23. Giese, K. P., Mizuno, K. The roles of protein kinases in learning and memory. Learning & Memory. 20 (10), 540-552 (2013).
  24. Suenami, S., Iino, S., Kubo, T. Pharmacologic inhibition of phospholipase C in the brain attenuates early memory formation in the honeybee (Apis mellifera L.). Biology Open. 7 (1), (2018).
  25. Zhu, L., McKay, R. R., Shortridge, R. D. Tissue-specific expression of phospholipase C encoded by the norpA gene of Drosophila melanogaster. The Journal of Biological Chemistry. 268 (21), 15994-16001 (1993).
  26. Huang, W., Hicks, S. N., Sondek, J., Zhang, Q. A fluorogenic, small molecule reporter for mammalian phospholipase C isozymes. ACS Chemical Biology. 6 (3), 223-228 (2011).
  27. Yoshioka, T., Inoue, H., Hotta, Y. Absence of phosphatidylinositol phosphodiesterase in the head of a Drosophila visual mutant, norpA (no receptor potential A). The Journal of Biochemistry. 97 (4), 1251-1254 (1985).
  28. Janjanam, J., Chandaka, G. K., Kotla, S., Rao, G. N. PLCβ3 mediates cortactin interaction with WAVE2 in MCP1-induced actin polymerization and cell migration. Molecular Biology of the Cell. 26 (25), 4589-4606 (2015).
  29. Fiala, A., Müller, U., Menzel, R. Reversible downregulation of protein kinase A during olfactory learning using antisense technique impairs long-term memory formation in the honeybee, Apis mellifera. The Journal of Neuroscience. 19 (22), 10125-10134 (1999).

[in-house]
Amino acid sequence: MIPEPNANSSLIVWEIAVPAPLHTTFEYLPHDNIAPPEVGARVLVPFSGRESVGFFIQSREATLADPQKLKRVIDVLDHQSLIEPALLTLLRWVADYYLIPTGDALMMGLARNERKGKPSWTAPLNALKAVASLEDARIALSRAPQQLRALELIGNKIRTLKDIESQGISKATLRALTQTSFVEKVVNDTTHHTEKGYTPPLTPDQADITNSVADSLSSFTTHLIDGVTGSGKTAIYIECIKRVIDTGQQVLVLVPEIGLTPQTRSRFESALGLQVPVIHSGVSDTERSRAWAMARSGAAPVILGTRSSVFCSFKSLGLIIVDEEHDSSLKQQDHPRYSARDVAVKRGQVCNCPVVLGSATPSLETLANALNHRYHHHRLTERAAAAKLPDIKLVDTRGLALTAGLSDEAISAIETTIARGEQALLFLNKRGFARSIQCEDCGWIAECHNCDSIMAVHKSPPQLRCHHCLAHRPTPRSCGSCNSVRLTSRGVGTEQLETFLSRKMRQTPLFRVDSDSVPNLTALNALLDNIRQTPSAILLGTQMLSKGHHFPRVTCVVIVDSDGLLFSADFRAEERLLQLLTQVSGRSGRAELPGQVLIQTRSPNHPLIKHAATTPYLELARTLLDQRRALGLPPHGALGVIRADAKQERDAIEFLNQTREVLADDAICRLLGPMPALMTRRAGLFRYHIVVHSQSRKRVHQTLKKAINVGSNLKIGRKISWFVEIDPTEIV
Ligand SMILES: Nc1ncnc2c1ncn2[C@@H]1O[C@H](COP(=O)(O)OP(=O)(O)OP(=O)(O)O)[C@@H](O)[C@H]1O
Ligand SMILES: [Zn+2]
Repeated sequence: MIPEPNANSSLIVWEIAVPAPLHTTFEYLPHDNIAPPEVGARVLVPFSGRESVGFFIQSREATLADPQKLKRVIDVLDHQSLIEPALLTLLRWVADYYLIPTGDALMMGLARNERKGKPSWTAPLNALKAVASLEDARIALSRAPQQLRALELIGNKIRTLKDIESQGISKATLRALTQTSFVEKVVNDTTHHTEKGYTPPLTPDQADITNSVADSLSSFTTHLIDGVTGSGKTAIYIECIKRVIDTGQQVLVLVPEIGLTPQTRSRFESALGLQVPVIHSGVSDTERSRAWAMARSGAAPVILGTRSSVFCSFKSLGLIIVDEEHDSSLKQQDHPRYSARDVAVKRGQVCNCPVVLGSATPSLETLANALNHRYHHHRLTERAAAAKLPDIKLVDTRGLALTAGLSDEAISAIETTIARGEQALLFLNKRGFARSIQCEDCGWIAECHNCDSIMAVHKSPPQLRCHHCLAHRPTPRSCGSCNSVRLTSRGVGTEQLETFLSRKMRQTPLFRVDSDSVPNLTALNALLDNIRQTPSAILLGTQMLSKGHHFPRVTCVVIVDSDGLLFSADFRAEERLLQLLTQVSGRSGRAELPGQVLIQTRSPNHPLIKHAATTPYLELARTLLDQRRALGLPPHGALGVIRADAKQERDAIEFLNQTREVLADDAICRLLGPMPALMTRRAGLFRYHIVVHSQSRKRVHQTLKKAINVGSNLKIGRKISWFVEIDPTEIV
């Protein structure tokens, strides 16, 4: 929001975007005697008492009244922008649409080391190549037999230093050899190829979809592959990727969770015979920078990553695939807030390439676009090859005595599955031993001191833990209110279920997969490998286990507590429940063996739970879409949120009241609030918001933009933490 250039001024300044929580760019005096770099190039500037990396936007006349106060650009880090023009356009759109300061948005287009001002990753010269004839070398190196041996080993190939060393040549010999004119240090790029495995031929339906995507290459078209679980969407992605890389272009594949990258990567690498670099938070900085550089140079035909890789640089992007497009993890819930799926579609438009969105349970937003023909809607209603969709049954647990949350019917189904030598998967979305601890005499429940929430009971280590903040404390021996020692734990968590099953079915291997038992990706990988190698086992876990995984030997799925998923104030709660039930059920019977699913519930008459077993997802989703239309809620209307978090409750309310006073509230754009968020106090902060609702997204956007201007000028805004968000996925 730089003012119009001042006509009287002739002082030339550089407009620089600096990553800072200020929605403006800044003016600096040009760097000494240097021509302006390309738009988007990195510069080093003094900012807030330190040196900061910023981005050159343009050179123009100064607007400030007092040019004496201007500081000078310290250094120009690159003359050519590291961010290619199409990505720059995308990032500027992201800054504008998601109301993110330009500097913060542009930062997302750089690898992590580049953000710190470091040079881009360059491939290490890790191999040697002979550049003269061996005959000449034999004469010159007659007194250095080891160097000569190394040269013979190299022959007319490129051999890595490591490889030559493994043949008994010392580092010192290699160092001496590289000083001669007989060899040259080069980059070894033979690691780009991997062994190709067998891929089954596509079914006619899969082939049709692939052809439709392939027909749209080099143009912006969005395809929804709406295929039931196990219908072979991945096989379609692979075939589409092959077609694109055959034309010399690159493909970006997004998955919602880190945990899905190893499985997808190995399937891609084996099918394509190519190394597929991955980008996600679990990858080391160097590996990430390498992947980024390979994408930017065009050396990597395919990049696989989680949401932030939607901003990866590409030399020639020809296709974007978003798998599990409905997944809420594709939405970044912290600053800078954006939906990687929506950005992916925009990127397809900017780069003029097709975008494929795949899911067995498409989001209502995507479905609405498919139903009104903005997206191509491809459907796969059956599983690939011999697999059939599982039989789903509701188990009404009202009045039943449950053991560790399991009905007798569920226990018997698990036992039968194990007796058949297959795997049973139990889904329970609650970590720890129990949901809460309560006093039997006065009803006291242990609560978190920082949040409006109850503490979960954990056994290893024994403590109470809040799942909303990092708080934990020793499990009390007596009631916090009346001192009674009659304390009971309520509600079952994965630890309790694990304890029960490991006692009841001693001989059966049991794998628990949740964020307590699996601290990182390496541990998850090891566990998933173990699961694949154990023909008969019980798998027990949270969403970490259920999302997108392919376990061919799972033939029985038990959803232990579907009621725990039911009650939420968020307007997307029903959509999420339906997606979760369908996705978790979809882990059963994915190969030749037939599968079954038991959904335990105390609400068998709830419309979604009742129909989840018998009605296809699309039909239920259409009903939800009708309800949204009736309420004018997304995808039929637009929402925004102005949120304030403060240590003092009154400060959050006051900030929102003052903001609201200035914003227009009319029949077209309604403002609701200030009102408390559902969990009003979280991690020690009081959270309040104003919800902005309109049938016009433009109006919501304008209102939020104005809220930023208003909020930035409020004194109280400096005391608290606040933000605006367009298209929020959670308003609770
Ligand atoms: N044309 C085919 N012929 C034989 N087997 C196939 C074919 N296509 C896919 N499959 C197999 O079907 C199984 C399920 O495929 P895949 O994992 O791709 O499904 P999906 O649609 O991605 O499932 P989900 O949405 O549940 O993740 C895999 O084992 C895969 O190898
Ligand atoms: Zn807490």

30. Thamm, M., Scheiner, R. PKG in honey bees: spatial expression, Amfor gene expression, sucrose responsiveness, and division of labor. The Journal of Comparative Neurology. 522 (8), 1786-1799 (2014).
  31. Balfanz, S., et al. Functional characterization of transmembrane adenylyl cyclases from the honeybee brain. Insect Biochemistry and Molecular Biology. 42 (6), 435-445 (2012).
  32. Lopez, I., Mak, E. C., Ding, J., Hamm, H. E., Lomasney, J. W. A novel bifunctional phospholipase C that is regulated by Gα12 and stimulates the Ras/mitogen-activated protein kinase pathway. The Journal of Biological Chemistry. 276 (4), 2758-2765 (2001).
  33. Huang, W., et al. A membrane-associated, fluorogenic reporter for mammalian phospholipase C isozymes. The Journal of Biological Chemistry. 293 (5), 1728-1735 (2018).

This article has been published

Video Coming Soon

JoVE Logo

Privacy

Terms of Use

Policies

Research

Education

ABOUT JoVE

Copyright © 2024 MyJoVE Corporation. All rights reserved